What are these Indian chefs doing at the Cannes Film Festival?

Serving up paniyaram madeleines > Serving up looks.

Harper's Bazaar India

Think Cannes Film Festival and you’re likely to imagine sweeping-the-floor kind of gowns, an impressionable wave and a star-studded red carpet. But there’s a lot more to this film rendezvous than what meets the eye. Amidst the movie premiers, yacht parties, statement outfits and champagne fountains, lie the all-too-important galas and dinners. Hosted by the crème de la crème of the world such as heads of states, political leaders and more, there’s a lot that goes into making these galas a night to remember—an exquisite guest list, chic décor and one of the most significant aspects of it all—the food. These Indian Chefs have been taking centre-stage when it comes to this. 

As India entered its 75th year of independence last year, so did the Cannes Film Festival, celebrating both these milestones with a gala dinner hosted by the Minister of Information and Broadcasting, Anurag Singh Thakur, catered by Indian Chef Manu Chandra, founder of Bangalore-based restaurant Lupa and catering company, Single Thread. Looking back, he says, "Last year was special in many ways because it was a landmark festival—it was the 75th anniversary of the festival and India’s independence and of India-France relations, plus most importantly, it was the country of honour. So, what I really wanted to do was to be able to showcase the confluence of India, Cannes and France and that’s what we did with the menu. We were inspired by French ingredients and Indian techniques and Indian flavours in French popular dishes—that’s just how we built the menu." 

The India Pavilion saw an incredible amalgamation of two cuisines in the form of Vada Pav in Brioche Buns and Paniyaram Madeleines. The Gala Dinner on the other hand exuded certain grandeur in all its Indianness. The menu included, but was hardly limited to Pyaaz ki Kachori en Croute with chutney, Laal Maas and Khichdi, and Gatte and Morel Pulao. “The dinner was in collaborationwith Godawan, the homegrown single malt brand—it’s a large part of the reason why we were there at the Gala dinner and that’s also why a Rajasthan-inspired dinner made a lot of sense. From the food to the décor, to the table-setting everything was contemporary in its aesthetic and yet Indian at the heart of it all. So I think the idea really was to focus on both styles—it was really about harmony and about two countries coming together to celebrate.” The dinner was attended by India's best such as A.R. Rehman, R Madhavan and Prasoon Joshi among others.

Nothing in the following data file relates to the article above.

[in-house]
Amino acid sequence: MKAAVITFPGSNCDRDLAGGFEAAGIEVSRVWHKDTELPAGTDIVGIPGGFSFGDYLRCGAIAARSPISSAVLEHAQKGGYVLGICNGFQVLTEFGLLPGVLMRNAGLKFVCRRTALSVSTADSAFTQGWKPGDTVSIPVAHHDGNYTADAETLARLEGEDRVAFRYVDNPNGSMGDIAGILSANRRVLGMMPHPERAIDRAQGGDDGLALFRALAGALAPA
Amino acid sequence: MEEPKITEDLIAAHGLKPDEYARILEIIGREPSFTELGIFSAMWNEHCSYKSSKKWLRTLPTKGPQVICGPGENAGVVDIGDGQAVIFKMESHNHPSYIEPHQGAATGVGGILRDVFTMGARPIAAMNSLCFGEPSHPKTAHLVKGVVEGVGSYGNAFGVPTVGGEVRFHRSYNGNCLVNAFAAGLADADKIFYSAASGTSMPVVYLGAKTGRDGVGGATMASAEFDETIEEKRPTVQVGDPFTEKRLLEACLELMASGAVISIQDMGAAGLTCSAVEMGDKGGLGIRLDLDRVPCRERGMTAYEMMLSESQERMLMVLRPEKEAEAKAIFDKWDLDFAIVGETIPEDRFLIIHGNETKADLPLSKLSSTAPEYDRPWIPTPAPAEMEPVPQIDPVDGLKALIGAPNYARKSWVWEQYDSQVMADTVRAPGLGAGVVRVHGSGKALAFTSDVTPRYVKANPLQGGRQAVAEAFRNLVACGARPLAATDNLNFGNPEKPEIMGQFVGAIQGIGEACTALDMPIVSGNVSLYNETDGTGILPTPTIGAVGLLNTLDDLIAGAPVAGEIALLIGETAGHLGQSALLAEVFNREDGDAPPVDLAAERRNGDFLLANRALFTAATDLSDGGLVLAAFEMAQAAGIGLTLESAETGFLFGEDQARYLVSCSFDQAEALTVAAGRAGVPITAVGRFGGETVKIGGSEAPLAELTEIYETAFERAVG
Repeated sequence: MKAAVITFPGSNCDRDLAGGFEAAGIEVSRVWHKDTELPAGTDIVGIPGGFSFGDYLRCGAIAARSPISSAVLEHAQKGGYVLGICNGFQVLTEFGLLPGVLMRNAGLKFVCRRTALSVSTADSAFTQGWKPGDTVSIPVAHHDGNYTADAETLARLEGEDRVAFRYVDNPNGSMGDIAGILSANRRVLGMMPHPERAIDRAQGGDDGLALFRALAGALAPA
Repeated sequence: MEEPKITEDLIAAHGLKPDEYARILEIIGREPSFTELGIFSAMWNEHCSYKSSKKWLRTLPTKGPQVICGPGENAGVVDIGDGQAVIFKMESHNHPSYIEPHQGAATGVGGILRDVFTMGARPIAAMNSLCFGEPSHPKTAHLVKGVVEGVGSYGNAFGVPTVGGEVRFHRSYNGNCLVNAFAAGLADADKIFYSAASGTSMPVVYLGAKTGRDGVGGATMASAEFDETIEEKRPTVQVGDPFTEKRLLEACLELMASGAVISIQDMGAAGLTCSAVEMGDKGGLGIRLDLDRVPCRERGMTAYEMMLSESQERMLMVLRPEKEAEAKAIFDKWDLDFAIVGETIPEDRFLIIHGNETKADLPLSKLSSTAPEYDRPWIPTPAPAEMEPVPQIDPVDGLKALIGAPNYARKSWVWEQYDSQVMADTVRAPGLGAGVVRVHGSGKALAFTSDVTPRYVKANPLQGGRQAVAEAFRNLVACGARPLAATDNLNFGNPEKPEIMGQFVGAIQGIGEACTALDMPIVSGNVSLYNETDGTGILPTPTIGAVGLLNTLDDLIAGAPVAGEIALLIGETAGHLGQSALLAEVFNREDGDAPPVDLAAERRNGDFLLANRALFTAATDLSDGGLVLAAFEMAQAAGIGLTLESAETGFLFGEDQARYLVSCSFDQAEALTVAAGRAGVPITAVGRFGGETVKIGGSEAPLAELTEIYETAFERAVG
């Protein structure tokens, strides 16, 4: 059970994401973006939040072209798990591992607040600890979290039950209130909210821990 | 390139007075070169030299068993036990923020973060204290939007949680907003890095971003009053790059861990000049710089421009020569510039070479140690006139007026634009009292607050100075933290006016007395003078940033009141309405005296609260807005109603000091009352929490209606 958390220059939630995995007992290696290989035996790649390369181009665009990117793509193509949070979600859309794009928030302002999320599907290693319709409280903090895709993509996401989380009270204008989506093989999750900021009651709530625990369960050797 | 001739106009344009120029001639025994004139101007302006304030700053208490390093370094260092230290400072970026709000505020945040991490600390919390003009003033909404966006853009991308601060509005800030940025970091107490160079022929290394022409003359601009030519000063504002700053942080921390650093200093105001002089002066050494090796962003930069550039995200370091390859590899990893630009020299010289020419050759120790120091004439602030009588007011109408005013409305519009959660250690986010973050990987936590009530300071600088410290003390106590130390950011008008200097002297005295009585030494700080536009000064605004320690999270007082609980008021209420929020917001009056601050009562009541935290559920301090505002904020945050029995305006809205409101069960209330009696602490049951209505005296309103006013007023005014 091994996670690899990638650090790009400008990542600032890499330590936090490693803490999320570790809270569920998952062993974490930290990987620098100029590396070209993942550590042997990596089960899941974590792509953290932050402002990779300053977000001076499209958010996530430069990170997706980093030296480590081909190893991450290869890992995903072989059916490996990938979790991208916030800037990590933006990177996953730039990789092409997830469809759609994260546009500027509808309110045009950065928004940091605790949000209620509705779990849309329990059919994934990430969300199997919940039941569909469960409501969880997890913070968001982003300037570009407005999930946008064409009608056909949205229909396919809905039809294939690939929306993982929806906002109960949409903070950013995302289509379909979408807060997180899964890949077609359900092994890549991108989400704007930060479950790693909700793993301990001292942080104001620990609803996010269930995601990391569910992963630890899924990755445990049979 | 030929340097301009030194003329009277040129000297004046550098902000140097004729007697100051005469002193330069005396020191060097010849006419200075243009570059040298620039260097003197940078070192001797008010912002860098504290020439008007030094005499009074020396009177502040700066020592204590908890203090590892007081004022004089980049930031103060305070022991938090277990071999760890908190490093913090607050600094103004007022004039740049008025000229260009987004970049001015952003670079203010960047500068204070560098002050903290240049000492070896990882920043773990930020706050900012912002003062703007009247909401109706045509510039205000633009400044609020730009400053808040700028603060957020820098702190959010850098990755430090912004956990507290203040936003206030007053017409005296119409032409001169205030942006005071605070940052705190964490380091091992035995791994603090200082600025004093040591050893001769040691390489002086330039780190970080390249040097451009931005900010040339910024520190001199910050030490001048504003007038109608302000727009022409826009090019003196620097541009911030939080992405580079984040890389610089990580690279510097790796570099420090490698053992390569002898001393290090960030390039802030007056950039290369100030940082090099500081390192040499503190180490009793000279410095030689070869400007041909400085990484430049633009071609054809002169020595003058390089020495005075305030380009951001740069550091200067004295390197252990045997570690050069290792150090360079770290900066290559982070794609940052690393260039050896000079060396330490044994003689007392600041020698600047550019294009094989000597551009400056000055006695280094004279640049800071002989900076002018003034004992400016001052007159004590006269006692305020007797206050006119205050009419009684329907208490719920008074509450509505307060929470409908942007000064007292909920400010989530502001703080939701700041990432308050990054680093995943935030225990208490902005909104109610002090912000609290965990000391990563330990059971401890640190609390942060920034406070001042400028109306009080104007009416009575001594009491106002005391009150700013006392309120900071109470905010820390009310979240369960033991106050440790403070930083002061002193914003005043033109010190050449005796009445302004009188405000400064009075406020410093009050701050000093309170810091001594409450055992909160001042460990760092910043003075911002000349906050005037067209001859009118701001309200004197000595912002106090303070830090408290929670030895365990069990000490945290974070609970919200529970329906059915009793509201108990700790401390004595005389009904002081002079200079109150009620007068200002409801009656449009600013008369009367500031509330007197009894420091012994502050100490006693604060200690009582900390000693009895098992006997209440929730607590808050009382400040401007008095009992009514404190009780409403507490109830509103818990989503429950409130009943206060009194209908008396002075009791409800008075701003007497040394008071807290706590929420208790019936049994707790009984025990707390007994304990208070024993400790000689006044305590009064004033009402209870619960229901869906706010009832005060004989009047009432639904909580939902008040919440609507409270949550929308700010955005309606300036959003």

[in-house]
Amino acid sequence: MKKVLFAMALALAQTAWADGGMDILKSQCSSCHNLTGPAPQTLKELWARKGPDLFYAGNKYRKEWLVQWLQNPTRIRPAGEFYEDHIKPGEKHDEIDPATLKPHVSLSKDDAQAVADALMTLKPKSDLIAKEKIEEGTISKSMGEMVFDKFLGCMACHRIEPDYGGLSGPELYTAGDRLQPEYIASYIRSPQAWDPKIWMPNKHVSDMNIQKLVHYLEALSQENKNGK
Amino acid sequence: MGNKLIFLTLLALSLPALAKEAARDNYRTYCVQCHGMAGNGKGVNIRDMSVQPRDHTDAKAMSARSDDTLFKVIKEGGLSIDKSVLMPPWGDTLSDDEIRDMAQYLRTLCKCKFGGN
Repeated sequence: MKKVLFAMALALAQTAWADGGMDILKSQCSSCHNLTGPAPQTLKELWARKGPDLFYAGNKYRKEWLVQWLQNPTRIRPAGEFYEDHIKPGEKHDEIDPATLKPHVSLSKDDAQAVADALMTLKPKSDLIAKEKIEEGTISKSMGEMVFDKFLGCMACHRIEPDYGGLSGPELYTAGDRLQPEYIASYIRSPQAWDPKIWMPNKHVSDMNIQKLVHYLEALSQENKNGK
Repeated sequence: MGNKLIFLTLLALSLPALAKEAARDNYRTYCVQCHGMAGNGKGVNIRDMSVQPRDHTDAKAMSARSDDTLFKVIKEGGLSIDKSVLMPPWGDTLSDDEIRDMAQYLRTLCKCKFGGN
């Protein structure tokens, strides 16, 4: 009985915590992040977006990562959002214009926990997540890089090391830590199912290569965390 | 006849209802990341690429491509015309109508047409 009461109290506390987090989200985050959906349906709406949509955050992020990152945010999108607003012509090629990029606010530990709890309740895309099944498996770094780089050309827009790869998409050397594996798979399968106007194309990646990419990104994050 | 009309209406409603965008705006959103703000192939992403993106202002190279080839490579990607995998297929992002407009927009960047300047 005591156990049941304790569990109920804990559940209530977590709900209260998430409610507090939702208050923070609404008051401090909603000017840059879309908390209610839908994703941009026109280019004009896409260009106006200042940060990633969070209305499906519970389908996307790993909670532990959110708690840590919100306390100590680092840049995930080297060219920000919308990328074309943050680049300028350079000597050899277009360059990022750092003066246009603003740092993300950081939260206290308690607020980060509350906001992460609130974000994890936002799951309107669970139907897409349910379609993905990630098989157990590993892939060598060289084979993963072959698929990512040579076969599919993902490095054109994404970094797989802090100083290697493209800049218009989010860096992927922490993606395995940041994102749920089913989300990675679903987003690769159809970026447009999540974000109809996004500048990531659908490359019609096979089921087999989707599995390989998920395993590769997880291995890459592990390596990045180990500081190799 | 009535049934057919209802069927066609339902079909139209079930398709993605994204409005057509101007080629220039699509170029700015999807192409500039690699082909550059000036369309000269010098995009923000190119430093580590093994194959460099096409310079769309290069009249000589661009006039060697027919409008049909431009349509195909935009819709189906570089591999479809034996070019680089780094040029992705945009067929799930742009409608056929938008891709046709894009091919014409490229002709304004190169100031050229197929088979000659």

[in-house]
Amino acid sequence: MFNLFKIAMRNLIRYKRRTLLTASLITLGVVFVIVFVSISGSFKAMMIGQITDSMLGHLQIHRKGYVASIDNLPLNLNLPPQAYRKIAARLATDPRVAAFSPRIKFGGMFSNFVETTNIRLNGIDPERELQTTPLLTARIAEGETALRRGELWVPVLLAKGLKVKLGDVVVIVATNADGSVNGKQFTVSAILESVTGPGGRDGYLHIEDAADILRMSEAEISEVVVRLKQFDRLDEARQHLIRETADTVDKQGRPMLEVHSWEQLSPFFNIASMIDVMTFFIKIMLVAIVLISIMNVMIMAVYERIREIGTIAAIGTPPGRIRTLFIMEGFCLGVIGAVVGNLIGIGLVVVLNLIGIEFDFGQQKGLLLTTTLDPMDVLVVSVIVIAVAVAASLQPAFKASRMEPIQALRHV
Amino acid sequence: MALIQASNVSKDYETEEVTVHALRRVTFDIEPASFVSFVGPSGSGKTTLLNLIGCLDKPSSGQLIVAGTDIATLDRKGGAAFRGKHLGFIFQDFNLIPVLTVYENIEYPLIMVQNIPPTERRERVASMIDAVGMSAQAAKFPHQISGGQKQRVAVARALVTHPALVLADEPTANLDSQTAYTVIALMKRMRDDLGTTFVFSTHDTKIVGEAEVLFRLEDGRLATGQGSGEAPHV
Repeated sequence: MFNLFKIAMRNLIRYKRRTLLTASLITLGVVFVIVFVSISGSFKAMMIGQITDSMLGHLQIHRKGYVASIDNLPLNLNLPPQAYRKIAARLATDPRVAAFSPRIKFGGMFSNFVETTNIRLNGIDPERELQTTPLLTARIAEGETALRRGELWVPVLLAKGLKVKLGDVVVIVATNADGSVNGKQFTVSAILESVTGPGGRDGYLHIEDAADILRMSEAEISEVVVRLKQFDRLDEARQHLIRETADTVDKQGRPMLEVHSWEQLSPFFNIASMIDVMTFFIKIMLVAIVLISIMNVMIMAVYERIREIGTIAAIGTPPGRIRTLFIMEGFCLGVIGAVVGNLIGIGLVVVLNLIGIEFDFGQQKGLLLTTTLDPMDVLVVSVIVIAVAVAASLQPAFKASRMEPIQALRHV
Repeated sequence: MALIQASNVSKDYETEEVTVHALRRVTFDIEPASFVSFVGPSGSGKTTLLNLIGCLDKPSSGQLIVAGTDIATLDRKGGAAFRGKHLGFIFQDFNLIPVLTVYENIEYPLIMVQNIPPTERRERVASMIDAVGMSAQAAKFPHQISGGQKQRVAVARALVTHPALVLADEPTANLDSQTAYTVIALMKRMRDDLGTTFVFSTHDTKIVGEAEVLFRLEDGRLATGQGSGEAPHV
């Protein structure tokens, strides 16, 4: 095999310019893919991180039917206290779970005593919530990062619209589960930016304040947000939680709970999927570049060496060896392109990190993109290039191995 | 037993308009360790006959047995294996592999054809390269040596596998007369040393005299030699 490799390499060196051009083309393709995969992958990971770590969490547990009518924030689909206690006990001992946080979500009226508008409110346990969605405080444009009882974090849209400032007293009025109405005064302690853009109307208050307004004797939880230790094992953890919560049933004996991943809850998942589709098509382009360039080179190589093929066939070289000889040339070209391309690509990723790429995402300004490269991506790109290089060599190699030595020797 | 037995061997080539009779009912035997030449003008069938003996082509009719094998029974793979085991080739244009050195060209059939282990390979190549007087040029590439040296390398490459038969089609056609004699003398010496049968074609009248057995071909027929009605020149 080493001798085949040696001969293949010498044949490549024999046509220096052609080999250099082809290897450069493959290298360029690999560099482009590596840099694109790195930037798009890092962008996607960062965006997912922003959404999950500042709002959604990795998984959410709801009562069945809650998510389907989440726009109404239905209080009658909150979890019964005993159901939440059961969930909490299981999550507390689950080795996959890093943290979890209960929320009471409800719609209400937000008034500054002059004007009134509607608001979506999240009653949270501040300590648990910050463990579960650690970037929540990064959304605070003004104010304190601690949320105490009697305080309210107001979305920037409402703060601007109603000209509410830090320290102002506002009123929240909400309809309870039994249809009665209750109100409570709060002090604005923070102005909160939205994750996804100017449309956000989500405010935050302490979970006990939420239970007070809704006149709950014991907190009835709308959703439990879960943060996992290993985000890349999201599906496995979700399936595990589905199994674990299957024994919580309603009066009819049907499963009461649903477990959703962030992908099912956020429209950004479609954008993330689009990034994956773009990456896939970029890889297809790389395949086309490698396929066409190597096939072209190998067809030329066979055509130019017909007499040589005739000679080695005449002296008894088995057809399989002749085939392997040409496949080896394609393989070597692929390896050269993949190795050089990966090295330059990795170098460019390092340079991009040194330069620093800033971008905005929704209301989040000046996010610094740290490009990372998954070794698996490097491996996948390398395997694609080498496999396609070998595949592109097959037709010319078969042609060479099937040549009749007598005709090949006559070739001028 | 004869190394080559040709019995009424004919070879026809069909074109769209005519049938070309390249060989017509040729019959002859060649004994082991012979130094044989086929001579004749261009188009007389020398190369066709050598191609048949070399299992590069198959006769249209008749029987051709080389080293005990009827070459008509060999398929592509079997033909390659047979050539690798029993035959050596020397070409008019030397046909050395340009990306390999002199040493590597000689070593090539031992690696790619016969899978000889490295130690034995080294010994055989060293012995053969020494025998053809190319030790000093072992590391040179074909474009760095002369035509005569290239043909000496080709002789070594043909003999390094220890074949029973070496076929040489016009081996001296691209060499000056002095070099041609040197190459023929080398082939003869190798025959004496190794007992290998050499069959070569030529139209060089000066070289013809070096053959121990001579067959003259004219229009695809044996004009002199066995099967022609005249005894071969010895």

Speaking about the challenges, Chandra says “I guess when you work in this field, you’re used to adversity. Unfortunately my teams’ visa did not come through in time. I had mine so I was there ahead of time and I had to prep for the gala dinner alone. The team arrived one hour before the party, and by that time most of the work was done. Besides that, a lot of people were under the impression that we’d just be making lots of curry—stereotypical to India.” 

Akin to Chandra, who seemed keen on changing the perception about India, Chef Prateek Sadhu (former executive chef and co-founder of Mumbai-based restaurant, Masque) aspires to do the same. “The idea is to showcase India in 2023 not 1980, and to change the conversation around Indian food,” he says. Chef Sadhu has been invited to this year’s Cannes Film Festival to lead the catering at the inaugural dinner hosted by the Minister of Information and Broadcasting. “I think the entire endeavour is to showcase India. The menu has six to seven courses and the idea is to touch upon every region, which have been inspired by my travels across India, dishes that I have seen being cooked in people’s houses. I’ve actually flown down with 80 kilos of Indian spices and pickles.” Enough said, really.  

Speaking about the prep and menu curation, he says, “One of the dishes that we’ve included is from Meghalaya and typical to the Khasi community of the region. It’s called Tungrymbai which is made out of smoked and fermented soya beans and then cooked. This will be paired with a traditional bread from the region, known as Putharo along with a smoked tomato chutney. We have a pepper-fry from Tamil Nadu. Since this is the year of millets we’re doing a Millet Thoran (a Kerala-based dish) as well as a millet pulao with a Malvani style Sole Fish (a French delicacy) and Potato Koshimbir (a Marathi salad). We’re doing lots of sweets and mithais from the Bengali Sandesh, Maharashtrian Chikki, and Mysore Pak which will be served with Kashmiri Kahwa and homegrown coffee from Karnataka.” 

For Chef Sadhu, who took out a few minutes amidst a preparation frenzy, he ends the conversation by saying, “I think I’m really excited to be repping India and for me it’s a very proud moment. It's also been great to collaborate with Diageo and Godawan to create this immersive experience. I’m looking forward to meeting lots of people. It’s my first time at Cannes and I’m looking forward to eating and drinking some really good wines.” 

What this brings us to is how multicultural and a multifaceted the Cannes Film Festival truly is and how it provides a space for not only a confluence of cultures but also innovation and exchange of creativity and new ideas.